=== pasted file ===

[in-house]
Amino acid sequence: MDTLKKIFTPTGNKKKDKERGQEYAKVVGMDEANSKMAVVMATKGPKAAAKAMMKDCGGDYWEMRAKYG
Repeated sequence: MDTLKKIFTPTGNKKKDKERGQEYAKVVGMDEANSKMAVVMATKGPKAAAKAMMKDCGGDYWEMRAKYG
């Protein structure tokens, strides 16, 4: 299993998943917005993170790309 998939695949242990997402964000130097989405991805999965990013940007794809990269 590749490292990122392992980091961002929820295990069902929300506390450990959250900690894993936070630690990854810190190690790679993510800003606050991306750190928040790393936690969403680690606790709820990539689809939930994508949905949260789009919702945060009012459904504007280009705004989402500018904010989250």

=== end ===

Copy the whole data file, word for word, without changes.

[in-house]
Amino acid sequence: MDTLKKIFTPTGNKKKDKERGQEYAKVVGMDEANSKMAVVMATKGPKAAAKAMMKDCGGDYWEMRAKYG
Repeated sequence: MDTLKKIFTPTGNKKKDKERGQEYAKVVGMDEANSKMAVVMATKGPKAAAKAMMKDCGGDYWEMRAKYG
């Protein structure tokens, strides 16, 4: 299993998943917005993170790309 998939695949242990997402964000130097989405991805999965990013940007794809990269 590749490292990122392992980091961002929820295990069902929300506390450990959250900690894993936070630690990854810190190690790679993510800003606050991306750190928040790393936690969403680690606790709820990539689809939930994508949905949260789009919702945060009012459904504007280009705004989402500018904010989250």